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Meso-Foundations Of Interorganizational Relationships: How Team Power Structures Shape Partner Novelty

Trevor Young-Hyman, Adam M. Kleinbaum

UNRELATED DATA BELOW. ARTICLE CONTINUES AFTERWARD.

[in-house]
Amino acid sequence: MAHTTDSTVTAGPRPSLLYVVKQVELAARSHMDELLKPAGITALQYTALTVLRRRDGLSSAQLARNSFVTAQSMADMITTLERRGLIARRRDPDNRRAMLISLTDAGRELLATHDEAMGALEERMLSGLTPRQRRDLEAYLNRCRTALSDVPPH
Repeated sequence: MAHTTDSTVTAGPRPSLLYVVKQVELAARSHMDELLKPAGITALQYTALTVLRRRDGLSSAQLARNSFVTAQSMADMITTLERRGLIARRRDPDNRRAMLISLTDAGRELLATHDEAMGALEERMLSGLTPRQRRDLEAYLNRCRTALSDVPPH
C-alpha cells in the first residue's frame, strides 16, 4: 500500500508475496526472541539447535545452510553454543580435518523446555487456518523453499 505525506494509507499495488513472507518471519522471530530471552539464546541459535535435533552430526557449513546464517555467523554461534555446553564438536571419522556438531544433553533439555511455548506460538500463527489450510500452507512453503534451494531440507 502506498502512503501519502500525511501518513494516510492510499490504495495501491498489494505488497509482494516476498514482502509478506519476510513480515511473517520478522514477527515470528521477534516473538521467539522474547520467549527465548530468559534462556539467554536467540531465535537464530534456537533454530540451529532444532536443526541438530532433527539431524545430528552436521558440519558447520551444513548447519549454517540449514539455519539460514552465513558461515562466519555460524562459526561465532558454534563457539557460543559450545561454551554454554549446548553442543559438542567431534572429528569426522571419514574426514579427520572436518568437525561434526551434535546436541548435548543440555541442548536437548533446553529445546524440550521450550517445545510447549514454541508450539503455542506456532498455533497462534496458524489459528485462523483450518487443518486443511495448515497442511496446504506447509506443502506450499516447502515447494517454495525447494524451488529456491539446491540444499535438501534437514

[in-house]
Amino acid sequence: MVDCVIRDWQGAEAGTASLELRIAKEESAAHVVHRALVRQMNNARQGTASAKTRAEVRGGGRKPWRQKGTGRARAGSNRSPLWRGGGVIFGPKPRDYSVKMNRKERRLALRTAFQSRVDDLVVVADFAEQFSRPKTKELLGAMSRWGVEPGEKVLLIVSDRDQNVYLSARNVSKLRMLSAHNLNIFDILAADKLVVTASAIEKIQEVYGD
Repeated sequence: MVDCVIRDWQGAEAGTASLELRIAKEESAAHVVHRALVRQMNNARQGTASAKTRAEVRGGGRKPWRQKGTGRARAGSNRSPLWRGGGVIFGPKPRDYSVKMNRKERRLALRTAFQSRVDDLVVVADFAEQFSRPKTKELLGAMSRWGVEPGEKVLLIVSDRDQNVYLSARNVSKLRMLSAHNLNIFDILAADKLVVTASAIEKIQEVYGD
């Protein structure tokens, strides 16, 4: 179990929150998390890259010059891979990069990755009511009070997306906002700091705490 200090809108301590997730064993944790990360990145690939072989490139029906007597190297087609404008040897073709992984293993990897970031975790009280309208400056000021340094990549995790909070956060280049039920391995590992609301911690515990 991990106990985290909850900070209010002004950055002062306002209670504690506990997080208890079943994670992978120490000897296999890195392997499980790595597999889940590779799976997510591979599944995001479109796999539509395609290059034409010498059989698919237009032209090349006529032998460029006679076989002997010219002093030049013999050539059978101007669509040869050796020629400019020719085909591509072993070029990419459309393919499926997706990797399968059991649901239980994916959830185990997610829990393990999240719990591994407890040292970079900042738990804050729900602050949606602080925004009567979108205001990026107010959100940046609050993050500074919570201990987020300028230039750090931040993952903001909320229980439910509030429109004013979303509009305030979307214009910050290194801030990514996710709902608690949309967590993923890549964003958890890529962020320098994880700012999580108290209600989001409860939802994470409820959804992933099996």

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Novel external partnerships are valuable but risky, and scholars have examined the organization- and individual-level determinants of firms’ decisions to pursue these new relationships. Yet, in organizations performing complex and knowledge-intensive work, decisions about interorganizational relationships are often made within teams. We characterize these decisions as a two-stage process in which a team member proposes a partner and other team members respond, supporting or challenging the proposal. As novel partnerships are risky, and power is a key determinant of risk-taking propensity, we argue that the power of team members—both those who initiate proposals and those who respond—will shape the likelihood that the team will pursue a novel external partnership. Using personnel data from project teams in an automated equipment design and build firm, we find that the effect of power on the likelihood of novel partner adoption depends on both the type of power and the role of the person in the decision process. Novel partner selection is more likely when those initiating proposals hold formal structural power but less likely when initiators hold informal power. Both the formal and informal power of the initiator’s teammates attenuate the effect of initiator power, such that the more power one’s teammates have, the less one’s own power will affect the likelihood of novel external partner selection. Finally, we provide evidence that these effects on likelihood of novel partner adoption are as materially consequential for project outcomes as other strategic choices available to project teams. These findings have implications for the intraorganizational determinants of interorganizational networks.